The High Court had ordered an inquiry by the Principal Judge of the City Civil and Sessions Court, which, it subsequently excoriated in its judgement because it bordered on the farcical. The judge had been partial in applying the rules of evidence against the witnesses for the victims’ families, and had turned the proceedings into a trial not of the accused policemen, but those who were dead men and who were unable to either tell tales or defend themselves. The High Court did not decide on the plea of a CBI investigation into the 68 encounters.
Thus, when the case finally came up for final hearing after 15 long years, it was imperative for the Supreme Court to strike a decisive blow against the very culture of impunity which provided a fertile breeding ground for the murderous violation of a citizen’s fundamental right to life under the Constitution. And this is exactly where the apex court’s Order falls woefully short.
It does mandate the registration of an FIR, but remains silent as to against whom. It is de rigueur now to lodge an FIR against the dead civilian, with the story that he attacked first, and subsequently fell to retaliatory gunfire. As the court itself ruled in Prakash Kadam v Ramparasad Vishawanath Gupta & Anr. (2011), an FIR for culpable homicide amounting to murder must be lodged against all the policemen involved, else the case is weakened at the very outset.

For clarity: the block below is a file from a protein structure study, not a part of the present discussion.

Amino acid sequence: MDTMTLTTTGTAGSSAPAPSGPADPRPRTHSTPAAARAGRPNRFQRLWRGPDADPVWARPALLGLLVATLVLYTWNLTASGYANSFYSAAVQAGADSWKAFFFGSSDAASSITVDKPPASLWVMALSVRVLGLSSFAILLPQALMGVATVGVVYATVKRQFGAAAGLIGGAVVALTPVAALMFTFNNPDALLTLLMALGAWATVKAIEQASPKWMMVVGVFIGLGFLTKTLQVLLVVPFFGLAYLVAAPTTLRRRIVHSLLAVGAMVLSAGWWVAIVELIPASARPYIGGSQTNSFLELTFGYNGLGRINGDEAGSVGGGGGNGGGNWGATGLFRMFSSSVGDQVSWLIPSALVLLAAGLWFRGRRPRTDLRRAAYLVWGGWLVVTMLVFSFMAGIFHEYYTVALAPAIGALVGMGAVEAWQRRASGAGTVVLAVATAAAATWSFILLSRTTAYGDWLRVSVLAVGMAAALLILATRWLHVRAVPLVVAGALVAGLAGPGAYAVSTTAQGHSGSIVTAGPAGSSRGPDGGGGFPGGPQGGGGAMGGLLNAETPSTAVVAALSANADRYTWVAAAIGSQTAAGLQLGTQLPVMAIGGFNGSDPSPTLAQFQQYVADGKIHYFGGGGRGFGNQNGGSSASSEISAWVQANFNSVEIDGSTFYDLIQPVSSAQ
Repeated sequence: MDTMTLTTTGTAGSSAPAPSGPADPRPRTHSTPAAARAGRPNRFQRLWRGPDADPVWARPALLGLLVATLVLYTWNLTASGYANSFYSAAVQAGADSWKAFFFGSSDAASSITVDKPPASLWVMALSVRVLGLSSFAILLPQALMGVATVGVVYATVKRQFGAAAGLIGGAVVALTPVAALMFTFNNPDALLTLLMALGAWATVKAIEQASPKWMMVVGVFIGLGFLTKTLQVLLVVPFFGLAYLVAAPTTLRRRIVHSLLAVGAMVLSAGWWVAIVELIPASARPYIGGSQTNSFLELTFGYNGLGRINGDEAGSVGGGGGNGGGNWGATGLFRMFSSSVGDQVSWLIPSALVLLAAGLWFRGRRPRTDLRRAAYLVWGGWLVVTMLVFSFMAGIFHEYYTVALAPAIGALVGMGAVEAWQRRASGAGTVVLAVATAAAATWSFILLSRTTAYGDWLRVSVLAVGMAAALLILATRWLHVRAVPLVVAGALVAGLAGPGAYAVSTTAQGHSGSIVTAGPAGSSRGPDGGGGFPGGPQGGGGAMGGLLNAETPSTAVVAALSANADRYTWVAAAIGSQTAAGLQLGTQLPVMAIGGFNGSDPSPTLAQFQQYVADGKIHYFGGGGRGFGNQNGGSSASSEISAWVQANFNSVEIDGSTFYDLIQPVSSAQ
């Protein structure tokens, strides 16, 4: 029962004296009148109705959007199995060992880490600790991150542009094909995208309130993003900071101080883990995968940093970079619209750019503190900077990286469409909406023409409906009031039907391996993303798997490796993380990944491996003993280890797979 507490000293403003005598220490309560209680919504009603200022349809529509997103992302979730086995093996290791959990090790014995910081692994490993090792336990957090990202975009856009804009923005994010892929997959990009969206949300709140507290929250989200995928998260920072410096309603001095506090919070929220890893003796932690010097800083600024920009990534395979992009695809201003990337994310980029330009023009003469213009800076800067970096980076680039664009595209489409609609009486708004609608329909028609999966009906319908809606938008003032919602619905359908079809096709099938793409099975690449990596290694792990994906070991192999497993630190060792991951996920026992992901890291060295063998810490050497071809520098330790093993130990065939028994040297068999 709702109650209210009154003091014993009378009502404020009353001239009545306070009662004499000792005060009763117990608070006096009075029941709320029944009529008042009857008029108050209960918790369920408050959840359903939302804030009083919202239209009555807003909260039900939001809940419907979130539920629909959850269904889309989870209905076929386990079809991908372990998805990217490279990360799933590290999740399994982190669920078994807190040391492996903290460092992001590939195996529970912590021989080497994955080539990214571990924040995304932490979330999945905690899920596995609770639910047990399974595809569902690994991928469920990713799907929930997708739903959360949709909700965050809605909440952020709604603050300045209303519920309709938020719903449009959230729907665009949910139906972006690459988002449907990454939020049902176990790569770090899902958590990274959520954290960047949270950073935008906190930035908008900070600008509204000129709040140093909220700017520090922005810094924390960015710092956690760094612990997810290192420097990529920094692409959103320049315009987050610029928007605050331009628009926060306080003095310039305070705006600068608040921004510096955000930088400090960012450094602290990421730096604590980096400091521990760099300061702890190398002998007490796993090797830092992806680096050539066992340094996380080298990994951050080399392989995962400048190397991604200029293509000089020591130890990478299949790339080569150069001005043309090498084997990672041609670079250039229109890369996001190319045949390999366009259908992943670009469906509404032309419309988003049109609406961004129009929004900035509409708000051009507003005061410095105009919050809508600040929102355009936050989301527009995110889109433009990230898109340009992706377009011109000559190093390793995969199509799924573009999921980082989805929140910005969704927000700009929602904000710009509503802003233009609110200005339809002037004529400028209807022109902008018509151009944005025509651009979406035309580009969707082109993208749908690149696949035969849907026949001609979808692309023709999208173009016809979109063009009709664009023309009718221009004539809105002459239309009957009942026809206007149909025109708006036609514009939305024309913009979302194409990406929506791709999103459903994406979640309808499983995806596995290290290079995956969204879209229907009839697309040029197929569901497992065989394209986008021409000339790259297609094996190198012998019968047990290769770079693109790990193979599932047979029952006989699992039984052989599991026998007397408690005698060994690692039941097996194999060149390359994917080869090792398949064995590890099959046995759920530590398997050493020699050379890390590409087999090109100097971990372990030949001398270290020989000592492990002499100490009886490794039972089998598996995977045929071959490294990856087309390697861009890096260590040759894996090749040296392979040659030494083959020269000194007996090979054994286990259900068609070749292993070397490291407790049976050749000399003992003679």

The guidelines remain silent on the method and manner in which a magisterial inquiry is to be carried out, when it is clear that this is the only proceeding which holds the key to justice being done. The impugned judgement itself bore ample testimony to the dire need for laying down a strict procedure, which the court ignored.
In the entire text of the Order, there is no effort to address the issues of command responsibility (for often, junior cops’ heads are put on the chopping block to shield the real culprits) and the police-politician nexus which has been responsible for letting the scourge of encounter killings go unchecked.
The most glaring flaw is the disregard for the National Human Rights Commission (NHRC). The guidelines say that an NHRC probe could be looked at only when there were grave doubts about the independence and impartiality of the probe conducted by the state police’s CID. Did the court earnestly believe in the credibility of one police department investigating its counterpart? Worse, the judges seemed to have spared nary a thought for victims’ kin who would first have to prove that the probe was a farce, and then slug it out in court for the NHRC’s intervention?
Only a pitiful little is achieved by good intentions alone, with just skimming the surface and leaving structural problems untouched. This Order, in which justice and accountability for the Mumbai innocents go abegging, is an unfortunate example.